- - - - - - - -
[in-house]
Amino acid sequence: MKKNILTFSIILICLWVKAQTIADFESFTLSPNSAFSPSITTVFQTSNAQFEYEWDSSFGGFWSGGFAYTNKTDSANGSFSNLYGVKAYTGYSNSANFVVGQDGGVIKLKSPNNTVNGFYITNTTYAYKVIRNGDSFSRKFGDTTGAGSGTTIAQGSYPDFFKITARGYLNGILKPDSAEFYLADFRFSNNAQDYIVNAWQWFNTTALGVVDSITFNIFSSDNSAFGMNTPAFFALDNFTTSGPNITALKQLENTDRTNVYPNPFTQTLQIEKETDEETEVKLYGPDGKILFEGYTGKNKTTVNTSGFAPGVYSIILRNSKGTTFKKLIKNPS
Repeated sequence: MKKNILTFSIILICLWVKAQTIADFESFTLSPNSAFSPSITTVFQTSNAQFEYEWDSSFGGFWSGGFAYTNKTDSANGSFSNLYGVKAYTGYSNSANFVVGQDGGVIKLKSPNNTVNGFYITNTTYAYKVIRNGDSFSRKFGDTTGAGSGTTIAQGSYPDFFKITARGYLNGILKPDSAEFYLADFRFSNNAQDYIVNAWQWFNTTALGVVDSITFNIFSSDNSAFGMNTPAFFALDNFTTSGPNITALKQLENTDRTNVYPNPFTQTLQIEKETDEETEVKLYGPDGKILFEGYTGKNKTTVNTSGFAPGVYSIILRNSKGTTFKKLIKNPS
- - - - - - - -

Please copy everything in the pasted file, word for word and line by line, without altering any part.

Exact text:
[in-house]
Amino acid sequence: MKKNILTFSIILICLWVKAQTIADFESFTLSPNSAFSPSITTVFQTSNAQFEYEWDSSFGGFWSGGFAYTNKTDSANGSFSNLYGVKAYTGYSNSANFVVGQDGGVIKLKSPNNTVNGFYITNTTYAYKVIRNGDSFSRKFGDTTGAGSGTTIAQGSYPDFFKITARGYLNGILKPDSAEFYLADFRFSNNAQDYIVNAWQWFNTTALGVVDSITFNIFSSDNSAFGMNTPAFFALDNFTTSGPNITALKQLENTDRTNVYPNPFTQTLQIEKETDEETEVKLYGPDGKILFEGYTGKNKTTVNTSGFAPGVYSIILRNSKGTTFKKLIKNPS
Repeated sequence: MKKNILTFSIILICLWVKAQTIADFESFTLSPNSAFSPSITTVFQTSNAQFEYEWDSSFGGFWSGGFAYTNKTDSANGSFSNLYGVKAYTGYSNSANFVVGQDGGVIKLKSPNNTVNGFYITNTTYAYKVIRNGDSFSRKFGDTTGAGSGTTIAQGSYPDFFKITARGYLNGILKPDSAEFYLADFRFSNNAQDYIVNAWQWFNTTALGVVDSITFNIFSSDNSAFGMNTPAFFALDNFTTSGPNITALKQLENTDRTNVYPNPFTQTLQIEKETDEETEVKLYGPDGKILFEGYTGKNKTTVNTSGFAPGVYSIILRNSKGTTFKKLIKNPS